When it is time to process a digital image, some experience with Adobe Photoshop and Lightroom comes in handy. I was grateful to be prepared when this Roseate Spoonbill and I met at Corkscrew Swamp Sanctuary.
If it’s July, it’s time to shoot family portraits for the remarkable families at the Western Pennsylvania School for Blind Children. For the past six years, I have donated my time to create portraits. This year with my husband assisting, I completed 23.
While I protect the confidentiality of the patients at the school by keeping their photographs private, I can share a portrait of a staff member with her family.
As I continue to process the portraits I made at Childrens Hospital last week, I find myself gazing into the eyes of the brave hearted children and their beautiful mothers. These mothers are exceptional because they have risen to the challenge to inspire calm in their children as they hold fast to enduring hope for better days ahead.
They hold firmly onto their dreams for a bright future for their children, even as they balance private worries they dare not speak. In their eyes, you can read the strength they embody.
The mother, the father, the grandmother, the visiting uncle, the little sister — the intensity of their love is a big part of the cure.
Sometimes when you are four, you don’t want your picture taken. Maybe you are just shy around strangers. Maybe you are tired or not feeling great. What’s the big fuss?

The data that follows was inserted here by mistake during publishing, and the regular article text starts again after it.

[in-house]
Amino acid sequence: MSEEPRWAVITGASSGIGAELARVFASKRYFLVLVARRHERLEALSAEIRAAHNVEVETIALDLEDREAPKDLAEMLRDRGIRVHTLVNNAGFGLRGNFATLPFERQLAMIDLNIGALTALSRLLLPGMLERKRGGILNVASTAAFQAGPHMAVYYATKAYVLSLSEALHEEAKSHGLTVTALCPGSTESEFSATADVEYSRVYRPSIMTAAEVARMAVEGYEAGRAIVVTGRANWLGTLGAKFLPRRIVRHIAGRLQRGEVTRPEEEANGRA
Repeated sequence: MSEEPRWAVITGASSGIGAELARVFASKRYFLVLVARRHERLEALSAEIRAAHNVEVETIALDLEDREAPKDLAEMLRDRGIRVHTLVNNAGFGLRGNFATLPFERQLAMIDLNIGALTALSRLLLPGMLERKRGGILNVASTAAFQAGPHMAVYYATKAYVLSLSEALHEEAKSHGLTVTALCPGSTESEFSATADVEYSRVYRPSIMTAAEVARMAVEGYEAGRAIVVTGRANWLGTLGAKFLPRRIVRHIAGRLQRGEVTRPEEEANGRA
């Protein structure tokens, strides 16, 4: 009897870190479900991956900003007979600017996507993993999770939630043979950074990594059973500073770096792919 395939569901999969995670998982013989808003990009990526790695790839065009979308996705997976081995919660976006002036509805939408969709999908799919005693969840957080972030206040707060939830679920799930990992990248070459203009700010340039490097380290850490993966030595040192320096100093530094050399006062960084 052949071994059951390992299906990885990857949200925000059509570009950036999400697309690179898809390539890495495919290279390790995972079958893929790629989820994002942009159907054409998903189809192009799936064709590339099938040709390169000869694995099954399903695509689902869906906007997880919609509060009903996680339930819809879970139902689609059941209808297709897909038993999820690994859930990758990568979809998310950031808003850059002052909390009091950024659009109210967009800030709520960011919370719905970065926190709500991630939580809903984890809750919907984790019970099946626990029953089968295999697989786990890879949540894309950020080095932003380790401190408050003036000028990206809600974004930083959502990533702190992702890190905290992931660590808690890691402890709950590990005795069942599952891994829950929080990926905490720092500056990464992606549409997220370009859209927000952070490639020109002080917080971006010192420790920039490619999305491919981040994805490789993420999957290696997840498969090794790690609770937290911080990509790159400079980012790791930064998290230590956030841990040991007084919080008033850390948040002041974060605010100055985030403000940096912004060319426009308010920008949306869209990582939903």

Little Emily is shy, and she might not feel 100%. The last night her Mom brought her to a photographer, she didn’t want any part of it. She refused to smile.
When Emily and I met, I could tell she was shy, so first we let her watch another child have a portrait session. Then, we just talked. Emily had fun and got a few photos taken with no pressure. You know what? Her favorite color is purple, and her favorite movie is Frozen. She can also sing her ABCs, very quietly.
Most of us call it “Happy Hour,” but for Jenny, an athletic young Canadian, the best way to relax before supper is to waterski on the lake. I had just arrived at my friends’ cottage on Morrison Lake, having driven nearly eight hours from home, when my hosts said they were going out for a quick ski before the sun set.
“You don’t have to come,” they assured me, knowing I was tired. When I smiled and told them I was coming along, they added, “Bring your camera.”
The light was quite low, and I knew I needed to freeze action with a fast shutter speed. I set my ISO to 1600, and set the lens to f/2.8. The skier would stay about the same distance from me, which helped for quick focus, but depth of field would be shallow, so I worked on focusing and refocusing as I shot. I tried to line up the splash against the dark trees for contrast.
I chose this image of Jenny to share, because I liked the right angle between her body and the water curling under her ski. It’s no surprise that she and her cousin Ian waterski for Canada and competed in international competition last month. Go Jenny!